As stated in the post introducing the design of my front yard guilds, I had very specific requirements when choosing a plant list. If you haven’t read it yet, check it out here. So here’s my plant list along with the traits and uses that I personally found to be beneficial to our family.
Purple Poppy Mallow (Calirhoe involucrata)
This native beauty was used by Native Americans. The roasted carrot-sized taproot supposedly tastes somewhat like sweet potato, but in the ground, the taproot thrusts itself into compacted soil to break it up. The leaves are edible cooked, with a mucilaginous texture that can be used as a thickener. Medicinally, poppy mallow leaves and roots can be used as a pain reliever. The Lakota used it as a medicinal smoke. This drought-tolerant perennial ground cover has a creeping behavior that will quickly cover that unsightly straw mulch. It’s gorgeous , fragrant flowers are the first in the guilds to emerge in April, persisting through August. Such early blooms will help attract pollinators so they’re already present to feast on apple blossom nectar. Not only are the blossoms of value to native bees, but this particular plant is a larval host to the gray hairstreak butterfly. Because of its low, creeping form, I chose to keep it at the edges of the beds where it can be admired and also help to blend the beds with their grass and concrete surrounds.
Birdsfoot Trefoil (Lotus corniculatus)
I proceeded with caution introducing this plant to the guild. In Minnesota, birdsfoot trefoil is considered a noxious weed. However, Minnesota is quite liberal with their invasive species stamp. Minnesota also has a notably different and wetter climate than South Dakota. In South Dakota, there is no mention of birdsfoot trefoil as a weed. Conversely, the ag communities suggest it as a forage crop and grazing pasture legume. As a foot traffic-tolerating ground cover, I couldn’t pass it up. It isn’t edible like clover, and although it has noted medicinal properties, we will not be using it as the presence of cyanogenic glycosides present too much risk to use without medical supervision. However, the flowers are extremely attractive to pollinators (and pretty), the roots are expansive and penetrating, it is much longer lived than clovers (meaning I don’t have to continually replant), it fixes nitrogen, and it forms a nice dense mat that will cover the straw and work as a living mulch to suppress weeds and keep the soil moist and cool.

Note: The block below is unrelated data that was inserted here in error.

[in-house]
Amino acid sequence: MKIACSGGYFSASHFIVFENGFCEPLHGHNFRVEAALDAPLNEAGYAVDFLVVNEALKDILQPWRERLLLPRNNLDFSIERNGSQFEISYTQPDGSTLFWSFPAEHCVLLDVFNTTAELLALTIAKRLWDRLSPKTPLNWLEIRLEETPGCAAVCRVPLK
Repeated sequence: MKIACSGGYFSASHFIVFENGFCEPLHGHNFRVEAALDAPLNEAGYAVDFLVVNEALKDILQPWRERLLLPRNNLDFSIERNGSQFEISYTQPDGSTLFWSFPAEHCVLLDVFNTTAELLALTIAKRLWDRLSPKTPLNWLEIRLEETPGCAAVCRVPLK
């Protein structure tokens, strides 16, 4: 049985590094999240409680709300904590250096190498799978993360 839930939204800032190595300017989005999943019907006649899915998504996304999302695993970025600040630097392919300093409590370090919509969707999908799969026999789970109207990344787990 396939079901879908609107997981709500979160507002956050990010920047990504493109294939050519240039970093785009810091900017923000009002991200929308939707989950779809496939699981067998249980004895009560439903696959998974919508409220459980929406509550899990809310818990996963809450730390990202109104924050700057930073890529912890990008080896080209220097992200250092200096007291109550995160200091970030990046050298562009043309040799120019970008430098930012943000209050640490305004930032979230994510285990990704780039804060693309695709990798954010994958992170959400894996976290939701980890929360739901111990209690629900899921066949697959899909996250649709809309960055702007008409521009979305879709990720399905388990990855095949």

Bush Beans (Phaseolus vulgaris)
Bush beans provide two different crops and fix nitrogen. I needed no other reason to include these guys in the front guilds, although it helps that I was able to order some pretty varieties. Waiting in their packets to be planted are Amethyst Purple Stringless, Cherokee Wax, and Contender. Bush Beans are nice and compact needing no trellis, which is great, because nothing is tall enough to climb in the front guilds. The purple and yellow beans make them a little more ornamental.
Japanese Giant Red Mustard (Brassica juncea)
So gorgeous is this food crop that flower gardeners plant them only for their eye-catching beauty. Giant purple foliage creates contrast and is edible. Showy yellow flowers attract insects, add interest to cut flower arrangements, and are edible. Plentiful seeds mean it will resow itself and are renowned for seasoning and condiments. This variety has a “strong, sharp, almost garlic-like, mustard flavor. Tasty stir-fried or boiled and makes a great pickling variety,” according to the packet. That sounds great, because I am developing a desire to ferment everything that crosses my path. But even more magic happens in the ground. Mustard has deep, extensive roots that will break up my hardpan and accumulate nutrients for the guild.